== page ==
Inquiry into the Application of the United Nations Declaration on the Rights of Indigenous Peoples in Australia
24 June 2022
The Law Council of Australia (the Law Council) makes this submission to the Senate Legal and Constitutional Affairs References Committee (the Senate Committee) to respond to the inquiry into the application of the United Nations Declaration on the Rights of Indigenous Peoples (UNDRIP) in Australia (the Inquiry).
The Law Council strongly supports consideration of how the UNDRIP might be better applied domestically in Australia. Its Policy Statement on Indigenous Australians and the Legal Profession, released in 2010, commits the Law Council, working in partnership with First Nations peoples, to promoting implementation of this international instrument and awareness of its provisions amongst the Australian legal profession and community.
At this stage, given the high level of generality of the present Inquiry, the Law Council makes the following recommendations as preliminary suggestions for pursuing domestic application of the UNDRIP.
- A referendum for a First Nations Voice to Parliament enshrined in the Australian Constitution should be pursued as a matter of priority. Such a Voice would be a manifestation of the right to self-determination, which is the fundamental principle underpinning the UNDRIP.
- Further consideration should be given to the development of a national action plan for domestic application of the UNDRIP, which might:
- audit or review existing legislation and policies for consistency and conformity with the UNDRIP;
- consult on, or engage with existing consultations on, the content of key principles of the UNDRIP such as ‘free, prior and informed consent’, based in international formulations and applied to the domestic context including in the provisions of new cultural heritage legislation, the Native Title Act 1993 (Cth), and the Corporations (Aboriginal and Torres Strait islander) Act 2006 (Cth); and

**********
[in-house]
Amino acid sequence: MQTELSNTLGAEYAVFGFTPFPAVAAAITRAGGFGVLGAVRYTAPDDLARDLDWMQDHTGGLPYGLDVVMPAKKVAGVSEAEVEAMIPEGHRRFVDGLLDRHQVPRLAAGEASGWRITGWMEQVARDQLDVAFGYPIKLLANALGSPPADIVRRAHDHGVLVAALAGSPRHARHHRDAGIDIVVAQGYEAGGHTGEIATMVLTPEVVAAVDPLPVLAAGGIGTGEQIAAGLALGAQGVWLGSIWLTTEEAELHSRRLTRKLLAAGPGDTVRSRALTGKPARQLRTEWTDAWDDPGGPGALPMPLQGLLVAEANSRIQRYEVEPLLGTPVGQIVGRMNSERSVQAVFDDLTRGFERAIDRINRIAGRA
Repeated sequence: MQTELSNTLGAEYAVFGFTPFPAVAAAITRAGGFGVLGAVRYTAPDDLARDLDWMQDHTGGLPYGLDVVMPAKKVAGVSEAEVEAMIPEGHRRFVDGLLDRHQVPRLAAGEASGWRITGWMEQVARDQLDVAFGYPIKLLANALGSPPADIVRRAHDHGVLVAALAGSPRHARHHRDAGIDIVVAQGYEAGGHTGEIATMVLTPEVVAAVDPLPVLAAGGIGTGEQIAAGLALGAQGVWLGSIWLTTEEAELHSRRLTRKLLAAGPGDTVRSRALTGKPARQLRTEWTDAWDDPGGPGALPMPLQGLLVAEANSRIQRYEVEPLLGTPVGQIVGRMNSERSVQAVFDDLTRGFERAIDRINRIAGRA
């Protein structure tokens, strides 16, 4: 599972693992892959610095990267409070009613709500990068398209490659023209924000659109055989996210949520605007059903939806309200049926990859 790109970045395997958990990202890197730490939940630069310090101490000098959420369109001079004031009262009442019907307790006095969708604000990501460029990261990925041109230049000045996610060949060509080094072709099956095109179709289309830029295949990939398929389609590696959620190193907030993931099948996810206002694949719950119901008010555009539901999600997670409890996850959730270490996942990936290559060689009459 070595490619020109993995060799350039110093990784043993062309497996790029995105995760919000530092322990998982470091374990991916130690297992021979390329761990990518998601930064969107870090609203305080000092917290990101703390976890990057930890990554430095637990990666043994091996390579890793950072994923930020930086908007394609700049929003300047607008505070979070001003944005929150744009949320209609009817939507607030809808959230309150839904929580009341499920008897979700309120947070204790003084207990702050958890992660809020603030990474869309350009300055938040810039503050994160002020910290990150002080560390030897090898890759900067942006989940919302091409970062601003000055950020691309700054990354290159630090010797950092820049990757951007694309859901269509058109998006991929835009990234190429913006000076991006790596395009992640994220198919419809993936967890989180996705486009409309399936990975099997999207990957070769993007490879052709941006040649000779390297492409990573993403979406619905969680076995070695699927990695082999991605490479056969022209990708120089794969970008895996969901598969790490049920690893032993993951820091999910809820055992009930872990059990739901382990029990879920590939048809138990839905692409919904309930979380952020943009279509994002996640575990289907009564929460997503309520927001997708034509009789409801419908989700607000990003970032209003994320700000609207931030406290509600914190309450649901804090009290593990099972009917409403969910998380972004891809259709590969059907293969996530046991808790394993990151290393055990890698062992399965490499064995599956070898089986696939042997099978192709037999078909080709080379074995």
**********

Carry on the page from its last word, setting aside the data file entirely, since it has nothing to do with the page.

- consult on options for comprehensive domestic implementation of the UNDRIP, either in a Federal Human Rights Act or in standalone legislation.
- The definition of ‘human rights’ under the Human Rights (Parliamentary Scrutiny) Act 2011 (Cth) should be amended to explicitly include the UNDRIP as an instrument for which the Parliamentary Joint Committee on Human Rights (PJCHR) has reporting functions.
- The UNDRIP should be declared a ‘relevant international instrument’ within the definition of ‘human rights’ in the Australian Human Rights Commission Act 1986 (Cth) (or otherwise explicitly included in the definition), in order that the rights declared by the UNDRIP come within the inquiry and complaints function of the Australian Human Rights Commission (AHRC).